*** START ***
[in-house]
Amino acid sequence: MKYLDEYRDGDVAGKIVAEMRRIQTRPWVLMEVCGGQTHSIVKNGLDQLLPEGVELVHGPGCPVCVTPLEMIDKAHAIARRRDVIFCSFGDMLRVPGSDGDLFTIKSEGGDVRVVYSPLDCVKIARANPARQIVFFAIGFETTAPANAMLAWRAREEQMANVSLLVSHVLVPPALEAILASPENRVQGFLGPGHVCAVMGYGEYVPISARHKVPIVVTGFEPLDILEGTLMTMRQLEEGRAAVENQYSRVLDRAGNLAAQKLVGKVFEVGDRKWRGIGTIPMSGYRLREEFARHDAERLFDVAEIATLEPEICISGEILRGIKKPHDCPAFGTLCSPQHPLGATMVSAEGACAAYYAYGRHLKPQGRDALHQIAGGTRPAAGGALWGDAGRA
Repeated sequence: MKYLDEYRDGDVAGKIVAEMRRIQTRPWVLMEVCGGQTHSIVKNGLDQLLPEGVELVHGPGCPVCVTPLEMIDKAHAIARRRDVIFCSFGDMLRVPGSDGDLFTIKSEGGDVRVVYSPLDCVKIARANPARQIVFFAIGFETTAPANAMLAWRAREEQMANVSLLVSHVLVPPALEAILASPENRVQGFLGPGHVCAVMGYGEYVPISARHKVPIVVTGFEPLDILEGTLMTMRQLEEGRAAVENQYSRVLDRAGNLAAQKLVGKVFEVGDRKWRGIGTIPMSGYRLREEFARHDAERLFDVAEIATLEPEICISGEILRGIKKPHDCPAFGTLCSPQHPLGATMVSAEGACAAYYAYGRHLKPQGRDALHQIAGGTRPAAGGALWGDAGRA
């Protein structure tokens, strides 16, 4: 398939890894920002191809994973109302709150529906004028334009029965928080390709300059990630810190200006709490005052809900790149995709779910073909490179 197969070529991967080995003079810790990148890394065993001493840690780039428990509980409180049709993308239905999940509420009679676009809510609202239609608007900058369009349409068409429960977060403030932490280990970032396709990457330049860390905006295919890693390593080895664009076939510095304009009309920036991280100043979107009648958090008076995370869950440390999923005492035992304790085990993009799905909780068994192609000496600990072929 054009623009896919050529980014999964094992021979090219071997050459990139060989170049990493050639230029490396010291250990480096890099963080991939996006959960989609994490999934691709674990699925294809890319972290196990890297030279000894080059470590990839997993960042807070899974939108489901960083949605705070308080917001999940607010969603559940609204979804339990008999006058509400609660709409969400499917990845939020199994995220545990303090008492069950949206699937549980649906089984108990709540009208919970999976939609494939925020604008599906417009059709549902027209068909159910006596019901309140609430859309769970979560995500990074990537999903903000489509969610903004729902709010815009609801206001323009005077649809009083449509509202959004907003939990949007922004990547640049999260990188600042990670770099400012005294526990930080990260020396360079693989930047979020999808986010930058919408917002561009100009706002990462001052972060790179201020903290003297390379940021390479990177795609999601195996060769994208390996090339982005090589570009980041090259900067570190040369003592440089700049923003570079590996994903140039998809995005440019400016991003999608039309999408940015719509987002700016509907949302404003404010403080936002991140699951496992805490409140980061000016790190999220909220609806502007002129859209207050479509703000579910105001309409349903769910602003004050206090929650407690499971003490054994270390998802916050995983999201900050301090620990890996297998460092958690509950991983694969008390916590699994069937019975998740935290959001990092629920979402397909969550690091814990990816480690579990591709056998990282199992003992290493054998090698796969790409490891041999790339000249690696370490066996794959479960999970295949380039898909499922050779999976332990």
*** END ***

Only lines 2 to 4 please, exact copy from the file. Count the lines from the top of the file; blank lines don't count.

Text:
Amino acid sequence: MKYLDEYRDGDVAGKIVAEMRRIQTRPWVLMEVCGGQTHSIVKNGLDQLLPEGVELVHGPGCPVCVTPLEMIDKAHAIARRRDVIFCSFGDMLRVPGSDGDLFTIKSEGGDVRVVYSPLDCVKIARANPARQIVFFAIGFETTAPANAMLAWRAREEQMANVSLLVSHVLVPPALEAILASPENRVQGFLGPGHVCAVMGYGEYVPISARHKVPIVVTGFEPLDILEGTLMTMRQLEEGRAAVENQYSRVLDRAGNLAAQKLVGKVFEVGDRKWRGIGTIPMSGYRLREEFARHDAERLFDVAEIATLEPEICISGEILRGIKKPHDCPAFGTLCSPQHPLGATMVSAEGACAAYYAYGRHLKPQGRDALHQIAGGTRPAAGGALWGDAGRA
Repeated sequence: MKYLDEYRDGDVAGKIVAEMRRIQTRPWVLMEVCGGQTHSIVKNGLDQLLPEGVELVHGPGCPVCVTPLEMIDKAHAIARRRDVIFCSFGDMLRVPGSDGDLFTIKSEGGDVRVVYSPLDCVKIARANPARQIVFFAIGFETTAPANAMLAWRAREEQMANVSLLVSHVLVPPALEAILASPENRVQGFLGPGHVCAVMGYGEYVPISARHKVPIVVTGFEPLDILEGTLMTMRQLEEGRAAVENQYSRVLDRAGNLAAQKLVGKVFEVGDRKWRGIGTIPMSGYRLREEFARHDAERLFDVAEIATLEPEICISGEILRGIKKPHDCPAFGTLCSPQHPLGATMVSAEGACAAYYAYGRHLKPQGRDALHQIAGGTRPAAGGALWGDAGRA
């Protein structure tokens, strides 16, 4: 398939890894920002191809994973109302709150529906004028334009029965928080390709300059990630810190200006709490005052809900790149995709779910073909490179 197969070529991967080995003079810790990148890394065993001493840690780039428990509980409180049709993308239905999940509420009679676009809510609202239609608007900058369009349409068409429960977060403030932490280990970032396709990457330049860390905006295919890693390593080895664009076939510095304009009309920036991280100043979107009648958090008076995370869950440390999923005492035992304790085990993009799905909780068994192609000496600990072929 054009623009896919050529980014999964094992021979090219071997050459990139060989170049990493050639230029490396010291250990480096890099963080991939996006959960989609994490999934691709674990699925294809890319972290196990890297030279000894080059470590990839997993960042807070899974939108489901960083949605705070308080917001999940607010969603559940609204979804339990008999006058509400609660709409969400499917990845939020199994995220545990303090008492069950949206699937549980649906089984108990709540009208919970999976939609494939925020604008599906417009059709549902027209068909159910006596019901309140609430859309769970979560995500990074990537999903903000489509969610903004729902709010815009609801206001323009005077649809009083449509509202959004907003939990949007922004990547640049999260990188600042990670770099400012005294526990930080990260020396360079693989930047979020999808986010930058919408917002561009100009706002990462001052972060790179201020903290003297390379940021390479990177795609999601195996060769994208390996090339982005090589570009980041090259900067570190040369003592440089700049923003570079590996994903140039998809995005440019400016991003999608039309999408940015719509987002700016509907949302404003404010403080936002991140699951496992805490409140980061000016790190999220909220609806502007002129859209207050479509703000579910105001309409349903769910602003004050206090929650407690499971003490054994270390998802916050995983999201900050301090620990890996297998460092958690509950991983694969008390916590699994069937019975998740935290959001990092629920979402397909969550690091814990990816480690579990591709056998990282199992003992290493054998090698796969790409490891041999790339000249690696370490066996794959479960999970295949380039898909499922050779999976332990």